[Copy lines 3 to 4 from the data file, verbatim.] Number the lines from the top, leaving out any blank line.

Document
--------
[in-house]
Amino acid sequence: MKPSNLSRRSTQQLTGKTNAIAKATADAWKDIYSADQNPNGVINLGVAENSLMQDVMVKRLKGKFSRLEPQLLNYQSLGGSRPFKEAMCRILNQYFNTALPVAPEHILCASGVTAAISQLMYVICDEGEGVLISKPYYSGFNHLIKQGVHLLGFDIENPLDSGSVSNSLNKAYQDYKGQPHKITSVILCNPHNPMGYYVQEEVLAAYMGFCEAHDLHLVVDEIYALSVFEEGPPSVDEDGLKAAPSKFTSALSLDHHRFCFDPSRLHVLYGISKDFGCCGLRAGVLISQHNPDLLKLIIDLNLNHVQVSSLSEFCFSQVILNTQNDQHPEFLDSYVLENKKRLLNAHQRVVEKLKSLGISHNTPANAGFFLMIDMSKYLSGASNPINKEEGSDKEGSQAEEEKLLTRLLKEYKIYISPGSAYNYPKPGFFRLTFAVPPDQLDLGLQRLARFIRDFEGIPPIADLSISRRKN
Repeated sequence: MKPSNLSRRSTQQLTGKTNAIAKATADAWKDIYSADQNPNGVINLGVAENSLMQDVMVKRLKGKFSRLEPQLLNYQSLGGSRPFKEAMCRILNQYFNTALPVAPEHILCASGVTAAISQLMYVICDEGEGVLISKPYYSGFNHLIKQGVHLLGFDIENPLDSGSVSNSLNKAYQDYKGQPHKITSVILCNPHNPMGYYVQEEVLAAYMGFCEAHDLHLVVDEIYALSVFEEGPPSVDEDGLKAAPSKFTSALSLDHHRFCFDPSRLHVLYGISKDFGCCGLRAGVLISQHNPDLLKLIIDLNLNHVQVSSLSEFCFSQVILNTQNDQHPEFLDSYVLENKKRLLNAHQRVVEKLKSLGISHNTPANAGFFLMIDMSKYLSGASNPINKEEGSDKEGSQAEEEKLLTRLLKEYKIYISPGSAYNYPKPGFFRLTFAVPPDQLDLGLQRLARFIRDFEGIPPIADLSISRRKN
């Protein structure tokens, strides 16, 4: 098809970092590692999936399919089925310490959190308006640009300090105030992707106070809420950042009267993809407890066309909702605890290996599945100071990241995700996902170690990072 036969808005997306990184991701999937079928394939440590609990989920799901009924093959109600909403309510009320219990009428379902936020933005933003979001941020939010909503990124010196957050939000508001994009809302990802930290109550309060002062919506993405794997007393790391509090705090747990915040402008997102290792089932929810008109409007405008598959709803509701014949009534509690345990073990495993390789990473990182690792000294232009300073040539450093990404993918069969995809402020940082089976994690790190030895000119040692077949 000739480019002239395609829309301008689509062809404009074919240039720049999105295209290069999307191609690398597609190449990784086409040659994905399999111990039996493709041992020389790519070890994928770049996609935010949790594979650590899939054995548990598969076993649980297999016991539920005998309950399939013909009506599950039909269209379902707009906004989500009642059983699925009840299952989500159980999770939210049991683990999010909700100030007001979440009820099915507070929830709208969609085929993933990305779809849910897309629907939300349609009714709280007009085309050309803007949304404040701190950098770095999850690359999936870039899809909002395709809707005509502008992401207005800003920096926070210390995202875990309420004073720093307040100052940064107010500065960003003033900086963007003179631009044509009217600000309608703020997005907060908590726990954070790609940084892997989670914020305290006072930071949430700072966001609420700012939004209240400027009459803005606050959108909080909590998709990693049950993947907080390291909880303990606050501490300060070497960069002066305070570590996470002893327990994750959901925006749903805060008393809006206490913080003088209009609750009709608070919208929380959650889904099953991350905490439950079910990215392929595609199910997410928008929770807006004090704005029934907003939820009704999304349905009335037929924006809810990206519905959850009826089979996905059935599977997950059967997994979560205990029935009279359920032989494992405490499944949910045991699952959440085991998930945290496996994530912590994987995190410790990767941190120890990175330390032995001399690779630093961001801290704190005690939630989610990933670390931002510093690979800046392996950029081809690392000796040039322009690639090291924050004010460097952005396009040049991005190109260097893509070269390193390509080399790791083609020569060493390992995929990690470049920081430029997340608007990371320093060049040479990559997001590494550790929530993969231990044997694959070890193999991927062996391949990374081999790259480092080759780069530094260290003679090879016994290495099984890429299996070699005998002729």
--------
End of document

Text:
Repeated sequence: MKPSNLSRRSTQQLTGKTNAIAKATADAWKDIYSADQNPNGVINLGVAENSLMQDVMVKRLKGKFSRLEPQLLNYQSLGGSRPFKEAMCRILNQYFNTALPVAPEHILCASGVTAAISQLMYVICDEGEGVLISKPYYSGFNHLIKQGVHLLGFDIENPLDSGSVSNSLNKAYQDYKGQPHKITSVILCNPHNPMGYYVQEEVLAAYMGFCEAHDLHLVVDEIYALSVFEEGPPSVDEDGLKAAPSKFTSALSLDHHRFCFDPSRLHVLYGISKDFGCCGLRAGVLISQHNPDLLKLIIDLNLNHVQVSSLSEFCFSQVILNTQNDQHPEFLDSYVLENKKRLLNAHQRVVEKLKSLGISHNTPANAGFFLMIDMSKYLSGASNPINKEEGSDKEGSQAEEEKLLTRLLKEYKIYISPGSAYNYPKPGFFRLTFAVPPDQLDLGLQRLARFIRDFEGIPPIADLSISRRKN
């Protein structure tokens, strides 16, 4: 098809970092590692999936399919089925310490959190308006640009300090105030992707106070809420950042009267993809407890066309909702605890290996599945100071990241995700996902170690990072 036969808005997306990184991701999937079928394939440590609990989920799901009924093959109600909403309510009320219990009428379902936020933005933003979001941020939010909503990124010196957050939000508001994009809302990802930290109550309060002062919506993405794997007393790391509090705090747990915040402008997102290792089932929810008109409007405008598959709803509701014949009534509690345990073990495993390789990473990182690792000294232009300073040539450093990404993918069969995809402020940082089976994690790190030895000119040692077949 000739480019002239395609829309301008689509062809404009074919240039720049999105295209290069999307191609690398597609190449990784086409040659994905399999111990039996493709041992020389790519070890994928770049996609935010949790594979650590899939054995548990598969076993649980297999016991539920005998309950399939013909009506599950039909269209379902707009906004989500009642059983699925009840299952989500159980999770939210049991683990999010909700100030007001979440009820099915507070929830709208969609085929993933990305779809849910897309629907939300349609009714709280007009085309050309803007949304404040701190950098770095999850690359999936870039899809909002395709809707005509502008992401207005800003920096926070210390995202875990309420004073720093307040100052940064107010500065960003003033900086963007003179631009044509009217600000309608703020997005907060908590726990954070790609940084892997989670914020305290006072930071949430700072966001609420700012939004209240400027009459803005606050959108909080909590998709990693049950993947907080390291909880303990606050501490300060070497960069002066305070570590996470002893327990994750959901925006749903805060008393809006206490913080003088209009609750009709608070919208929380959650889904099953991350905490439950079910990215392929595609199910997410928008929770807006004090704005029934907003939820009704999304349905009335037929924006809810990206519905959850009826089979996905059935599977997950059967997994979560205990029935009279359920032989494992405490499944949910045991699952959440085991998930945290496996994530912590994987995190410790990767941190120890990175330390032995001399690779630093961001801290704190005690939630989610990933670390931002510093690979800046392996950029081809690392000796040039322009690639090291924050004010460097952005396009040049991005190109260097893509070269390193390509080399790791083609020569060493390992995929990690470049920081430029997340608007990371320093060049040479990559997001590494550790929530993969231990044997694959070890193999991927062996391949990374081999790259480092080759780069530094260290003679090879016994290495099984890429299996070699005998002729």